The technique is made possible by small wireless pollution sensors and custom software that allows the phones to report levels of air pollutants wherever they happen to be around town.
"Mobiles are everywhere, and now have a lot of computing power," says Eiman Kanjo, the computer scientist at Cambridge University, UK, leading technical development of the project. "They can provide an alternative to expensive custom hardware and report from places that otherwise aren't monitored."
Kanjo and colleagues gave local cycle couriers air-pollution sensors and GPS units that connect to their cellphones via Bluetooth. Custom software lets the phone constantly report the current air quality and location to servers back in the lab.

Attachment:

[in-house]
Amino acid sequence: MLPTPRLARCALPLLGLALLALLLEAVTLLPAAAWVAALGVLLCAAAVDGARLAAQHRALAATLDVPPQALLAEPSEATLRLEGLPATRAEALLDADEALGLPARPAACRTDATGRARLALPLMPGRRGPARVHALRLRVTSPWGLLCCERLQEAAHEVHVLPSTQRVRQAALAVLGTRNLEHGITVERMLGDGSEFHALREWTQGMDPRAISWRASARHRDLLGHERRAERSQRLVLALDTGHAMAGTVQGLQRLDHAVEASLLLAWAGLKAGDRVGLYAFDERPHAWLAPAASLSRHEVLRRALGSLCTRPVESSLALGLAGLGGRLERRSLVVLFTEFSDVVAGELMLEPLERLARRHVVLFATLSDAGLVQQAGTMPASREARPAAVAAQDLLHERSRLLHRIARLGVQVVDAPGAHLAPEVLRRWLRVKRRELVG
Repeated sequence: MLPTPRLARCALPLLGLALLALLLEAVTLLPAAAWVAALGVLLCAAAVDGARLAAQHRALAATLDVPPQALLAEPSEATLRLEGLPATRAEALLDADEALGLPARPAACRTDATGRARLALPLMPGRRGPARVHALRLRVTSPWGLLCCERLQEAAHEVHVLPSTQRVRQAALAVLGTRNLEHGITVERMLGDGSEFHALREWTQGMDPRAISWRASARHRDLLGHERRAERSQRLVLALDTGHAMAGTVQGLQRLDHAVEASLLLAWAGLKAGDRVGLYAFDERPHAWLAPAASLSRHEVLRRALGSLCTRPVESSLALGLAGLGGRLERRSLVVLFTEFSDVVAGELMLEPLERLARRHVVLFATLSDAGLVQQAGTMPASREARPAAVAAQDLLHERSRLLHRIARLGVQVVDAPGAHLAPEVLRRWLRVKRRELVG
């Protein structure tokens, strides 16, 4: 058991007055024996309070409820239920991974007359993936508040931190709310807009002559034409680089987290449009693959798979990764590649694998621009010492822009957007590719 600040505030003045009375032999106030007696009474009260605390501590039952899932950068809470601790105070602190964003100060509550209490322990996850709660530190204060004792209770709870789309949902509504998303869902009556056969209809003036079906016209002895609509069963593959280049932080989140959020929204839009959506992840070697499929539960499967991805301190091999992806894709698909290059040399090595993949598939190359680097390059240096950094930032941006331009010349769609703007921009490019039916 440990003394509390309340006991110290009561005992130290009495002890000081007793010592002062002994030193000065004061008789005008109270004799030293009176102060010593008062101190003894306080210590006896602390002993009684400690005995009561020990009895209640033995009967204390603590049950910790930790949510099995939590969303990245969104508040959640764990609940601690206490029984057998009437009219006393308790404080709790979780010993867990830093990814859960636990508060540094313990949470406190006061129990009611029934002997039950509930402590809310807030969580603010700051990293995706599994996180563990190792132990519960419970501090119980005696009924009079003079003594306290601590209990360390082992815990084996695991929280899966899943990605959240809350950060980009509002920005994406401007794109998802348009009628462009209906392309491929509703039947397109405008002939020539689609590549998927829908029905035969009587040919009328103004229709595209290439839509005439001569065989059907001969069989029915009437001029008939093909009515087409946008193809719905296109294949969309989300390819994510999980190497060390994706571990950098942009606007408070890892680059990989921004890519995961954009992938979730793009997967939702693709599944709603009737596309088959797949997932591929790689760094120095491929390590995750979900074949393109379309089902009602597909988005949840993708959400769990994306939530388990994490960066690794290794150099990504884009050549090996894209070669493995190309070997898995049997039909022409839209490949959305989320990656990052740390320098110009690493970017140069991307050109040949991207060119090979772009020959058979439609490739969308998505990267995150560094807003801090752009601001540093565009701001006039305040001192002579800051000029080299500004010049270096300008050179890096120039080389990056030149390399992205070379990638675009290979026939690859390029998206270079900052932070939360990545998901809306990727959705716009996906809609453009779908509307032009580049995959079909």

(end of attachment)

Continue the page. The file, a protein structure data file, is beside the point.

"They cycle around the city as usual and we receive the data over the cellphone network," says Kanjo. "We can find out what pollutants people are exposed to and where."
Read in full - 'Cyclists' cellphones help monitor air pollution'